Jun 1, 2016 | Atlanta, GA
Two teams working with the guidance of Professor Surya Kalidindi, MGI Strategist for Georgia Tech’s Institute for Materials, have been awarded Materials Genome Initiative prizes in the national Materials Science and Engineering Data Challenge sponsored by the Air Force Research Lab in partnership with the National Institute of Standards and Technology and the U.S. National Science Foundation.
The top prize of $25,000 in this national competition was awarded to a team comprising Joshua Gomberg, Ph.D. student in MSE, Andrew Medford, a post doc in ME, and Prof. Kalidindi. The team was awarded the prize for their project titled, “Structure-based Energy Models from Simulated Al Grain Boundary Datasets.” The team took data previously documented and reported by M.A. Tschopp, S.P. Coleman, and D.L. McDowell (see Integrating Materials and Manufacturing Innovation, 4 (2015) 1-14) provided open access from a NIST Repository, and extracted a practically useful, low computational cost, metamodel to capture the relationship between the atomic structure of grain boundaries and their associated grain boundary energy. Medford will be joining the ChBE School as a faculty member in spring 2017. The team will be present their award-winning work at a special session during Materials Science & Technology 2016, Oct. 24-27 in Salt Lake City, Utah.
One of the runner-up prizes of $5,000 in this national competition was awarded to a team comprising Xinyi Gong, Ph.D. student in MSE, Ahmet Cecen, Ph.D. student in CSE, Evdokia Popova, a post-doc in ME, Kalidindi, and researchers Theron Rodgers and Jonathan Madison from Sandia National Laboratory. The prize was awarded a project undertaken under the recently established GT-SNL Academic Alliance for a project titled, “Extraction of Process-Structure Linkages from Simulated Additive Manufacturing Microstructures Using a Data Science Approach.” The team employed a data science technique to capture and express the correlations between processing conditions and resulting microstructure in low-dimensional, computationally efficient forms that support multiscale materials and process design.
“This would not have happened without the thought leadership and capabilities built by a concerted vision for materials data science and informatics and e-collaboration by the Institute for Materials,” Kalidindi said. “Programs such as FLAMEL and IDEAS:MD3 have emerged and were built to advance Georgia Tech’s capabilities to first-in-class, as evidenced by results of this competition.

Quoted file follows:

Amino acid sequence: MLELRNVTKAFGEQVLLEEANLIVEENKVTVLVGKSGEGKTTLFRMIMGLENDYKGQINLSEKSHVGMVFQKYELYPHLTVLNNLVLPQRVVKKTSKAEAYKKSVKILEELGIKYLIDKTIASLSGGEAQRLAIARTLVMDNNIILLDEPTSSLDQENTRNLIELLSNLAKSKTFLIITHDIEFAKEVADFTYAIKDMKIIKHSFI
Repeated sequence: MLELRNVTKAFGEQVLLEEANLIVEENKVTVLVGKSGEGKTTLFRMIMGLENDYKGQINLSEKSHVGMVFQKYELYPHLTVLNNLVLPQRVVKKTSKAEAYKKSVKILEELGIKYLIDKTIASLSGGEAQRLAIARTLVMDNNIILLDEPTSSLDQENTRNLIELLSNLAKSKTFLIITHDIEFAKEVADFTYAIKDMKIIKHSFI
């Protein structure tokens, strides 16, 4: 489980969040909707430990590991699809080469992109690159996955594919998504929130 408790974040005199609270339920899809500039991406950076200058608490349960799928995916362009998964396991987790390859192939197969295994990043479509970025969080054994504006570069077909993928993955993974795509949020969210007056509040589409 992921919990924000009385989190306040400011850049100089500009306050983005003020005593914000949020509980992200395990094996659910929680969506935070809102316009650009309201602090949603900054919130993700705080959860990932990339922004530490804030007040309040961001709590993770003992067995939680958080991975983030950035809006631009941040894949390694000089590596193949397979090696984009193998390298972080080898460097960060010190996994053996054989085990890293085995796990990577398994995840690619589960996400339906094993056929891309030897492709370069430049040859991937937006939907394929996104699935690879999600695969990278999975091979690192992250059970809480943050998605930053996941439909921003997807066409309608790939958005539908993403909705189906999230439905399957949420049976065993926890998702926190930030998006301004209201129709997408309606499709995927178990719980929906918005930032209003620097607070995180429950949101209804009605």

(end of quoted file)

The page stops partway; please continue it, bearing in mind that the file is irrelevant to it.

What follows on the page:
The competition focused on seeking novel uses of accessible digital data to advance Materials Science and Engineering knowledge to accelerate the transition to industrial applications. Entries were submitted between July 2015 and March 2016, and the winners were notified in May 2016.
Medford and Gomberg had been working together on methods for analyzing molecular dynamics simulations and grain boundary energies. During that time, Gomberg developed “some really interesting techniques” according to Medford.
“When we learned about the data challenge, we decided to apply these approaches to an open data set to see how they performed. The results turned out great, and I think the strength of the approach is the balance between the simplicity of the techniques and the remarkable accuracy of the predictions,” he said. “This is the perfect type of competition — it incentivizes sharing approaches in this emerging area and helps researchers in the field get some independent feedback on their techniques.”
Sponsors of the prize stated that the challenge stemmed from a determination that materials science and engineering data had not yet been exploited to its full potential because of its complexity and big data attributes. This complexity stands to provide rich insights if the mysteries the data hold can be unraveled.
To advance the goals of the U.S. Materials Genome Initiative (MGI), the AFRL solicited innovative approaches to solve materials science and engineering problems primarily through the analysis of publicly accessible digital data. Areas of particular interest included discovery of new materials to meet an application need, or development of a new model describing processing-structure-property relationships in either a structural (load bearing), functional (electrical, optical or magnetic), or multifunctional material.”
Emphasis was placed on the use of existing and accessible data sources, novelty of the approach, and validation of results. The goal was to leverage advanced computational and data science techniques to solve challenges associated with discovery, development, and production of new materials.
Dr. David McDowell, executive director of Institute for Materials, said the award “bears the fruit of investment in Georgia Tech’s national and international leadership position in materials data science and informatics, a major direction in 21st century materials science.”
He added, “This leadership role in materials data science is a value-added capability developed with IMat support to provide competitive advantages for Tech’s materials research and education. IMat’s strategy, realized through cross-cutting proposal support and research program development, includes seed funding that incorporates these advances in materials data science and informatics into the toolkits of our core research strengths in areas such as materials for catalysis, composite materials, polymers, and potentially many other domains.”